32 Weeks Pregnant

4 Minute Read

At 32 weeks pregnant, you are now entering the 8th month of your pregnancy, with just 2 more months to go. If this is your first baby, you’re probably feeling a mix of excitement and a little healthy apprehension thrown in, too. Becoming a parent for the first time will mean you’ll need to make some major changes to your life. No matter how much you plan for the baby to fit in with your plans and lifestyle, there will be big differences in what you are able to achieve and where your priorities lie.

Finding support

Your baby will depend on you to predict and care for its every need. Learning how to do this will take time and practice. If you've had a baby before, you may still be wondering how a new baby will fit in with your family and how you will find the time to care for another dependent little person. Try not to let worry consume you. Set up some supportive networks of family and friends who will be available to help you when the baby is born. Generally, people are happy to lend a hand and appreciate being asked. Although you may feel it’s a little early, it will give you some piece of mind to know that you've already done some planning for those early, demanding days.

Your physical changes this week

Your belly is getting bigger and your breasts are not far behind. It's getting harder to see your knees and your belly button may be poking out by now. There's not much room in the space between your breasts and the start of your belly. It's probably more comfortable now for you to wear a bra most of the time, simply because of the weight of your breasts. Some pregnant women find they need breast support from a maternity bra even when they go to sleep.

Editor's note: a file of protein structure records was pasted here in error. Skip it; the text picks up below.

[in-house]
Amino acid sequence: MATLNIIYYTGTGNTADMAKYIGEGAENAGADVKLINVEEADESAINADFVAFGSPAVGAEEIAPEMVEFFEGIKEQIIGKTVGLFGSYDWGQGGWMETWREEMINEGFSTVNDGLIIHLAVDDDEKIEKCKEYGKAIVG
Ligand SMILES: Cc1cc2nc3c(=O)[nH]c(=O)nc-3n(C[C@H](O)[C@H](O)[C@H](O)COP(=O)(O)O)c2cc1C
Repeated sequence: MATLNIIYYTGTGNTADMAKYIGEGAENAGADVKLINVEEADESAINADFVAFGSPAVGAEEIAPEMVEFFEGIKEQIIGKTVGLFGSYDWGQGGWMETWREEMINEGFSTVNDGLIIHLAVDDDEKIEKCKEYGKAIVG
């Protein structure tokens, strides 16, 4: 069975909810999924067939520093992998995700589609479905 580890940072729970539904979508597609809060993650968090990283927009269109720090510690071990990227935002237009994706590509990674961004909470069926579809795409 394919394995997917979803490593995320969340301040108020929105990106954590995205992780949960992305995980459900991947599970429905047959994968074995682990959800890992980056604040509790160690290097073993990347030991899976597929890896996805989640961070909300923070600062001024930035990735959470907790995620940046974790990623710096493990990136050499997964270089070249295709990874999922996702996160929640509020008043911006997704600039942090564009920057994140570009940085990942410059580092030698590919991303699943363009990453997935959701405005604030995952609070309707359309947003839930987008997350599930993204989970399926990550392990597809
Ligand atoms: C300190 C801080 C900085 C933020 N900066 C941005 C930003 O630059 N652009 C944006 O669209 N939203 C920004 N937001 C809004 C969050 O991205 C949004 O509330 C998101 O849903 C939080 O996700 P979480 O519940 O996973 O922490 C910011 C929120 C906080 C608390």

Watch for heat rashes under your breasts, which will be aggravated by sweat. Cooling showers and good general hygiene will help. You’ll probably find yourself sighing as you sit down, relieved to get the weight off your legs. Avoid marathon shopping expeditions and learn to pace yourself. It’s going to become more difficult to sustain activity that requires moderate physical exertion. Plan your day to include a rest and some down time.

Your weight is going up in line with your baby's growth. Some women gain as much as a pound a week in these weeks. Fluid retention can also add weight, but this is largely unavoidable in the third trimester. Watch for a sudden, rapid rise in your weight or bad headaches. These can be signs of complications developing, so check with your provider if you experience these changes.

Your prenatal checks are every two weeks from now on until around 36 weeks when they’ll be weekly. Get used to having your urine checked, your blood pressure taken, and your belly palpated. Although it can all seem a bit monotonous, it’s important that you’re monitored carefully. In the 3rd trimester, problems such as pre-eclampsia, gestational diabetes, and premature labor are more common.

Your emotional changes this week

At 32 weeks pregnant, you probably aren't quite at the stage of wanting pregnancy to be over, though that time is fast approaching. If you're looking after other small children, the sheer physicality of being pregnant is becoming more difficult. Bending over to them in the bath, lifting them out of a stroller, and picking up endless toys off the floor will all add to your fatigue at the end of the day.